The formula for successful projects hasn’t changed in decades: active and visible executive sponsorship; open communication; dedicated resources and funding for change management (Myki, anyone?); and employee engagement. Government is still to recognise that there are no such thing as ‘ICT projects’, there are only Business change projects, that need to be staffed appropriately. I would suggest the outlook for that is fairly bleak on the back of the recent public service dismissals.

  4. It will be very interesting to see how this evolves. When we stand back from this whole picture we see that whole-of-government approaches to applications and infrastructure services have yielded pretty dissapointing results in all jurisdictions over the past decade.

    At the same time we have seen the rise and rise of global-scale shared services … i.e. public cloud computing … which have empirically proven to be better, faster, less expensive and less risky … in practice. Cloudy is as cloudy does.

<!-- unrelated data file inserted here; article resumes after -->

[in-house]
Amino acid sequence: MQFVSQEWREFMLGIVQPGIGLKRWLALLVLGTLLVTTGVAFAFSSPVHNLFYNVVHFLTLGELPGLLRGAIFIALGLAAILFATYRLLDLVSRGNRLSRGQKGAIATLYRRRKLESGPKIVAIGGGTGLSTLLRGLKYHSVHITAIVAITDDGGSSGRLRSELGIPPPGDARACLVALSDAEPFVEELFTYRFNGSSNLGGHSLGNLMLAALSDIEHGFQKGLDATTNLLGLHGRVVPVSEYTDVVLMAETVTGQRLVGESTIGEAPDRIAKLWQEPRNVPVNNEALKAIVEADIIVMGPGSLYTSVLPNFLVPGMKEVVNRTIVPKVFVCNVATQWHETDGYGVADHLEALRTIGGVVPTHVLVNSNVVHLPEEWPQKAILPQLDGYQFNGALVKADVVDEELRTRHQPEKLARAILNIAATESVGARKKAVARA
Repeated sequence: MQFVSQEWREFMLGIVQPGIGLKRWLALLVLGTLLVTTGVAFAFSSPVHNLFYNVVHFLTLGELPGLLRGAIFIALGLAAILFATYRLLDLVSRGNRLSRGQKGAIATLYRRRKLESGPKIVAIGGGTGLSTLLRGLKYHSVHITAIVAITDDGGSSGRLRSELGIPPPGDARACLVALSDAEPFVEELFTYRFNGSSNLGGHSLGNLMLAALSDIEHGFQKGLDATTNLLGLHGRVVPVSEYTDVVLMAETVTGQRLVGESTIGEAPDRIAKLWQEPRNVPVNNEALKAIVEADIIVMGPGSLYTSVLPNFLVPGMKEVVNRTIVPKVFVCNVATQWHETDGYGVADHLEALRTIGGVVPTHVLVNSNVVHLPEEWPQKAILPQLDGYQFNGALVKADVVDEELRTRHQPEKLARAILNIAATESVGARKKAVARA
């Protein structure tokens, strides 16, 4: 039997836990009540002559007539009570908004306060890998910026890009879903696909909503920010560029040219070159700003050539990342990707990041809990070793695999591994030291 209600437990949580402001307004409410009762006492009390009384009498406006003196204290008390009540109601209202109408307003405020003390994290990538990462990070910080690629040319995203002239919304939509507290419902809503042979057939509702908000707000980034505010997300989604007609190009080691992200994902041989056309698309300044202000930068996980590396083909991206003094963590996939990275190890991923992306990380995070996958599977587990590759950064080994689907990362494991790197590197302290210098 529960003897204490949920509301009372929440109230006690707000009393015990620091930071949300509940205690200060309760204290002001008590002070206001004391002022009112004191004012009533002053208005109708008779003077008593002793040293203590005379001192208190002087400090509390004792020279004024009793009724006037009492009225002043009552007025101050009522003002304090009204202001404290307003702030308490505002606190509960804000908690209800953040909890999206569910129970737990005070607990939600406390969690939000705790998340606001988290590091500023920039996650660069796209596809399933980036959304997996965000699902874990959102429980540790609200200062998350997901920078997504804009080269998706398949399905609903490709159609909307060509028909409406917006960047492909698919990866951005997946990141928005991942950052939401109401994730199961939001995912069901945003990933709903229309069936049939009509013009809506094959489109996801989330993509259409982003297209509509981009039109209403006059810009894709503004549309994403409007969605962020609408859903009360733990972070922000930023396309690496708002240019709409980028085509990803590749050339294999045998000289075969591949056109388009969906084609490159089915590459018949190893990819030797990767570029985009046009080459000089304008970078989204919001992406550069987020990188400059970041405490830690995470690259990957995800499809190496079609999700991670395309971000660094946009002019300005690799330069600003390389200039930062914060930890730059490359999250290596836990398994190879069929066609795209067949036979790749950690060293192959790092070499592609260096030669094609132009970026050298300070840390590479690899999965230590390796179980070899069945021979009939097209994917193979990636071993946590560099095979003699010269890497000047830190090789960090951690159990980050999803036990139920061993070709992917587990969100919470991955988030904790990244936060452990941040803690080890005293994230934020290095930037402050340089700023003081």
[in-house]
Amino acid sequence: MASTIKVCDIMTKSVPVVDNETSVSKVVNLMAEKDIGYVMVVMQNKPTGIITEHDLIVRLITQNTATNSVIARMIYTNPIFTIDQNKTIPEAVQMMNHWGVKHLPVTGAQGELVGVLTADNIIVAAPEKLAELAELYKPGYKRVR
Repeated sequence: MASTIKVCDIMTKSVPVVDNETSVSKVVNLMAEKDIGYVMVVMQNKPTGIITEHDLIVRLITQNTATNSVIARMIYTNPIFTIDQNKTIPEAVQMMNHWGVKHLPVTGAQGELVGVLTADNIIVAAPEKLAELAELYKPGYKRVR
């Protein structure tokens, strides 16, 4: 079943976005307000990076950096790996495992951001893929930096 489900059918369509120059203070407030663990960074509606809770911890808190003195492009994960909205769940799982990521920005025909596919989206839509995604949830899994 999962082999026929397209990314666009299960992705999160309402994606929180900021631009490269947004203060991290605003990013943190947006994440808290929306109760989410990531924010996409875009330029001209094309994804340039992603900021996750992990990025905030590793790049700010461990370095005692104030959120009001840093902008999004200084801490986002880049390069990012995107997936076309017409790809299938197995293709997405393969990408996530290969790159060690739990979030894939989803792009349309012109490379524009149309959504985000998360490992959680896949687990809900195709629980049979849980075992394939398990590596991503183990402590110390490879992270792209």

The solution, IMHO, is to empower agencies to make thier own decisions to adopt cloud services wherever they are available and of an enterprise-grade level of quality. Cloud services are shared services that actually work today. This is a significant advance on traditional whole-of-government shared applications and infrastructure which promise to work at some point in the future but seldom do.

    The paradox is that the best way to improve whole-of-government ICT is to empower agencies to access mature enterprise-grade cloud services from outside of the miasma of government ICT under-investment and indecision. When it comes to whole-of-government ICT less is more …